Telling your kids your marriage is over is one of the most difficult things you’ll have to do during the divorce process. How you do it depends on their chronological and emotional ages. While there are guidelines based on age, you know your children best.
Below are some suggestions on how to have the difficult conversation. Know that you can provide more or less detail depending on how they respond and the questions they ask.
Set Aside the Time
Don’t have a conversation of this magnitude in a small window of time. You don’t want the children to feel rushed. They’ll need time to think, especially if this is a shock to them. Set aside time where they have your undivided attention and you can monitor their body language. Smaller children aren’t able to articulate their emotions. Watching their physical reaction is a good way to understand what they need from you.
Take into Account Their Lives
Dropping this information on them before a big test, or after your older child’s break up with a girlfriend/boyfriend is ill-advised. But don’t use your children’s lives as an excuse to put it off either.
If your spouse has moved out, it’s probably better to have the conversation than lie about a business trip that he/she never comes back from. It may protect your child in the short term, but will breed distrust when you inevitably tell the truth.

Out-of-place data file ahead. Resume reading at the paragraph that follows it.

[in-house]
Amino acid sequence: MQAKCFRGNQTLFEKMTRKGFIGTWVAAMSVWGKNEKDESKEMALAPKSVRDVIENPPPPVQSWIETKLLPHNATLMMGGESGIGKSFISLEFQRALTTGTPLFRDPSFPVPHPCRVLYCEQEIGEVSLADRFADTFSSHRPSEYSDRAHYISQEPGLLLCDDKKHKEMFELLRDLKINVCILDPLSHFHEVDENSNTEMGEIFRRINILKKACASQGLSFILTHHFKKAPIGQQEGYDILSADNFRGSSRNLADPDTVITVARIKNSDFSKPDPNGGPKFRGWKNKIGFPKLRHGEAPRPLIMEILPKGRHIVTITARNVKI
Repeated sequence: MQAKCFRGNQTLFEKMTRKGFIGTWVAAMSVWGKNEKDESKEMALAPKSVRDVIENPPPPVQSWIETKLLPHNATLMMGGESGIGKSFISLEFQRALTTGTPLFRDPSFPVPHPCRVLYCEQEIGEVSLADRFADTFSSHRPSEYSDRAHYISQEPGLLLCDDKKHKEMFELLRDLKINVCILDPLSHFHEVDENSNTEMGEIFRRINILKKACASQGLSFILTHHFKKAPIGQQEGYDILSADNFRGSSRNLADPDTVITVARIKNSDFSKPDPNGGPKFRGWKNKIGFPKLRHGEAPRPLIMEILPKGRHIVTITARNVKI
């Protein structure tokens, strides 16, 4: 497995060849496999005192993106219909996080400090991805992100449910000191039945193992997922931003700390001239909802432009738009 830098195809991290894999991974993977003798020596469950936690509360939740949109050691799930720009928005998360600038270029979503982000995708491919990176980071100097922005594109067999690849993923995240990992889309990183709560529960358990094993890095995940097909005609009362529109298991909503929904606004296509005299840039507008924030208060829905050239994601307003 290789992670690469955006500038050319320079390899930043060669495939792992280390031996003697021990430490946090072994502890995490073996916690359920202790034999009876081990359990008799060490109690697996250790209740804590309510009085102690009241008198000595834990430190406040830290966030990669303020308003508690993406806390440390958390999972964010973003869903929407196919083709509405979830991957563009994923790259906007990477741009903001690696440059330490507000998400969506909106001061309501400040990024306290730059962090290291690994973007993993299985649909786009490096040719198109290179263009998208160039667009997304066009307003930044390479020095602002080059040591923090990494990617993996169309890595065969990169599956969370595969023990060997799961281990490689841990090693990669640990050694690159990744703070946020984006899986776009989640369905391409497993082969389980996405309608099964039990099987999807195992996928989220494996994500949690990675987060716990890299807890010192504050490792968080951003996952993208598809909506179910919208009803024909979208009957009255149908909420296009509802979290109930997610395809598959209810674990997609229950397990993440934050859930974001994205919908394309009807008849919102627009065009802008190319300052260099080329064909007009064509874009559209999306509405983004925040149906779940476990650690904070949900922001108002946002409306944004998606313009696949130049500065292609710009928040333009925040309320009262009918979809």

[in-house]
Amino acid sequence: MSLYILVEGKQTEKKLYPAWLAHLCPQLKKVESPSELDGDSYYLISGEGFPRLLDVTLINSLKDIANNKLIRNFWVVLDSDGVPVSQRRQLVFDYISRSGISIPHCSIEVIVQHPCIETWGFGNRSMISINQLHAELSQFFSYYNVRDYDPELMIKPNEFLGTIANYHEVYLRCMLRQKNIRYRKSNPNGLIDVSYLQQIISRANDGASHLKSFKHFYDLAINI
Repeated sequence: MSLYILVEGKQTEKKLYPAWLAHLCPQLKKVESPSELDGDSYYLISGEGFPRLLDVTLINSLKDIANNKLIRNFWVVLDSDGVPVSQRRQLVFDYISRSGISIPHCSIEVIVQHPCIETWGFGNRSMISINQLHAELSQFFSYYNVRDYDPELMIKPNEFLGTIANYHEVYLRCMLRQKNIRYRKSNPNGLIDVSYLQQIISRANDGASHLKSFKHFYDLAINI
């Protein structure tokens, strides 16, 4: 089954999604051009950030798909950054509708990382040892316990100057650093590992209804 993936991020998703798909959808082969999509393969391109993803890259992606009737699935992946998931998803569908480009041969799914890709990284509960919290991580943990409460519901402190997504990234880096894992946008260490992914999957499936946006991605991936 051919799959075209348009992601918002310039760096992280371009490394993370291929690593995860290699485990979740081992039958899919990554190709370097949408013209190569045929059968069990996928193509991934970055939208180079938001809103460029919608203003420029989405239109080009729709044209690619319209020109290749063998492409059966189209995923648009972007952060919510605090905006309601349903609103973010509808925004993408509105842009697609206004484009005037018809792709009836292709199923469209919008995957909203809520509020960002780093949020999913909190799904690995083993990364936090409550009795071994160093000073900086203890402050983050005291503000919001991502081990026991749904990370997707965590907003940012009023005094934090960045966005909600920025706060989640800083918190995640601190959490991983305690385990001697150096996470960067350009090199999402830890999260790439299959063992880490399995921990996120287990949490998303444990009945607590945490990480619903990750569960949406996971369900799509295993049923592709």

Don’t make them feel like you waited months to tell them. Children frequently know it’s coming.
Do it Together if You Can Hold it Together
If the two of you can be civil to one another (this includes not only words but aggressive or angry body language or eye rolling), you should have this conversation together. Your children must believe you will always be there for them, regardless of where the two of you are living. Children take their cues from their parents. If you put on a united front, children will feel less scared about the future.
If you are unable to practice civility, you both need to have the conversation with them on your own. One of you will be breaking the news but the other will be fielding questions the children didn’t think of during the initial shock.
Do your best not to be overly emotional. Not only does this shake your child’s idea of stability – mom’s scared too – but it paints one spouse as the victim and the other as an insensitive person who’s destroying the family. Even if that is true in your eyes, your children should not feel it.
If You Do Nothing Else…
Your children’s lives are about to become vastly different and there’s nothing they can do about it. Regardless of how or when you have this conversation, do not end the conversation until you are sure the children know two things – that you both love them and that this is not a closed conversation. Tell them they can ask you questions whenever they think of them. Continue to check in with them.
Also, make sure your family has a support system. Encourage your children to speak to someone (a parent, a therapist) about their concerns. Find yourself a support person too (a friend or therapist). Under no condition should that support person be your child.on Nov 17, 2014